DCSIMG

Council losing money over boarded up houses

Longford County Council is losing out on annual revenue of as much as €250,000 owing to boarded-up houses around the town and county. However, to get them back to a standard fit for rent, it could cost the council millions, based on a figure given by their finance department.

At present, there are 75 council houses across the county not in use, and deemed not fit for rent.

“One of the main funding streams is our houses, and I’d asked that that be looked at,” said Cllr Nolan, who spoke about the 75 houses that are currently boarded up.

Calculated at €55 per week, she said that the council is losing €5,000 per week, with a net amount of €250,000 annually. Cllr Nolan said that it should be kept as a priority on the council agenda and try to get the house back onto council stock.

“It’s a lot of revenue to the council and there’s money going elsewhere, to private rentals, with rent allowance,” said Cllr Nolan.

Cllr Mae Sexton added, “It’s just not acceptable, given that we do have money elsewhere.”

Cllr Barney Steele said the council should seek special grant aid from the department to refurbish the houses and bring them up to rental standard.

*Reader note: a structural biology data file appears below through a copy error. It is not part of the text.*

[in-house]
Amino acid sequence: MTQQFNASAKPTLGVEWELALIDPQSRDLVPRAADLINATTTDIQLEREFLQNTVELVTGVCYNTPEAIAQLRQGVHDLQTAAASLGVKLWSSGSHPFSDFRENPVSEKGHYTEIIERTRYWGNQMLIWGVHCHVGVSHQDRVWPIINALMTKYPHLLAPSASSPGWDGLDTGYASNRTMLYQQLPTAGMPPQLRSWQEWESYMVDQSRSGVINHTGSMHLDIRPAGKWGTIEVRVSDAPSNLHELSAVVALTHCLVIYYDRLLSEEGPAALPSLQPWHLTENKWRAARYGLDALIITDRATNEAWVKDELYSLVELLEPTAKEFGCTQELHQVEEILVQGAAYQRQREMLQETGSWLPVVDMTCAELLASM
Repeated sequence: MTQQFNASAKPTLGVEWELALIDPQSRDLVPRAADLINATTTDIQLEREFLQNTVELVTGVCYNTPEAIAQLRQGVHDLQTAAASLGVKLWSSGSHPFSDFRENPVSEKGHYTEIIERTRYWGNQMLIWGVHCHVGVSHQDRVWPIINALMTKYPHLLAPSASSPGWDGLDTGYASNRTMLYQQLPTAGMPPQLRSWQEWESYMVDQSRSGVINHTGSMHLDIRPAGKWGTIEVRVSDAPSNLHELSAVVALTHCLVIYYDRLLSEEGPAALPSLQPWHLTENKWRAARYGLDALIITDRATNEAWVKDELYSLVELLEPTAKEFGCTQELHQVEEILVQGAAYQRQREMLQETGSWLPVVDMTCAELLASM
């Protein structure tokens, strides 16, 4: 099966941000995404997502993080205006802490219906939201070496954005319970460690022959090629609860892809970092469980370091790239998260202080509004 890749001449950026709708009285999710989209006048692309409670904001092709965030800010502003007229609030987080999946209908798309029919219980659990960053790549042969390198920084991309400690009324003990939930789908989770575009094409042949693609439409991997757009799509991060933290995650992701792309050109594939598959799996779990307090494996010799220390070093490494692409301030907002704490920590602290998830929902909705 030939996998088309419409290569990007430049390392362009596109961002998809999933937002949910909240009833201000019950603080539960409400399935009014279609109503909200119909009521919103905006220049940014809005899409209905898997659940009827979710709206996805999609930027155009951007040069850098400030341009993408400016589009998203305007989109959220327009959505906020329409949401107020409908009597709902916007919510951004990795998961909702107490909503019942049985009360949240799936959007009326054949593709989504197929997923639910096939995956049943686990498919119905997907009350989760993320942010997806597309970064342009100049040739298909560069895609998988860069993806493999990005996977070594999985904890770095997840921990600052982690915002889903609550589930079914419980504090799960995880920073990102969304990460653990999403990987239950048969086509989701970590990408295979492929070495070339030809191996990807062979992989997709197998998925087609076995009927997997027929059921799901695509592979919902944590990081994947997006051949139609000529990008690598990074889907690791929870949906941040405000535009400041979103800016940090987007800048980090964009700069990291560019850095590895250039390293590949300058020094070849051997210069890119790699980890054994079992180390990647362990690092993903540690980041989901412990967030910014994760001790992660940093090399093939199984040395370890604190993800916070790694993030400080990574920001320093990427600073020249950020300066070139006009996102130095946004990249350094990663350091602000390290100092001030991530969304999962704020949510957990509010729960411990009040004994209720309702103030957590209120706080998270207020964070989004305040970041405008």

Cllr Larry Bannon said a lot of rural houses are going damp and into bad repair and asked that the council seek a grant for insulation, possibly through an SEI grant. Cllr Mark Casey also suggested introducing low usage water toilet systems to the council houses, particularly with water charges coming in.

Barry Lynch, director of finance, said the boarded up houses is a capital funding issue.

“They have to be brought up to standard and that can cost quite a bit of money, depending on the condition of the house. On average, it seems to cost €20,000 when we’re renovating and getting back into circulation.

“The only way that can be done is by approval from the department and I will be doing that early in January. It’s certainly going to be a top priority in 2013 for the directorate,” Mr Lynch said, agreeing with the councillors’ argument that more houses rented would increase their maintenance fund.

In relation to energy renewal, Mr Lynch said he would be in contact with the Department of Energy Renewal and Natural Resources to seek funding.

Cllr Frank Kilbride asked that the council housing officials check with tenants’ previous landlords to assess their suitability for rental, referring to the damage caused by tenants.

A total of €10,000 was added back to the housing maintenance allowance after an appeal by numerous councillors, including Paul Connell, who first proposed an increase in the budget.

“The housing maintenance has gone down considerably. In 2012 we were only doing emergency maintenance so I would be concerned by what it has gone down by (€65,000 reduction),” said Cllr Paul Connell, who asked the executive to have a look reallocating some funding.

Mr Lynch explained that in maintaining the €270,000 for disabled and older people housing, it led to the €65,000 reduction in the maintenance and repair funds (down to €610,000 9.6% drop).

 
 
 

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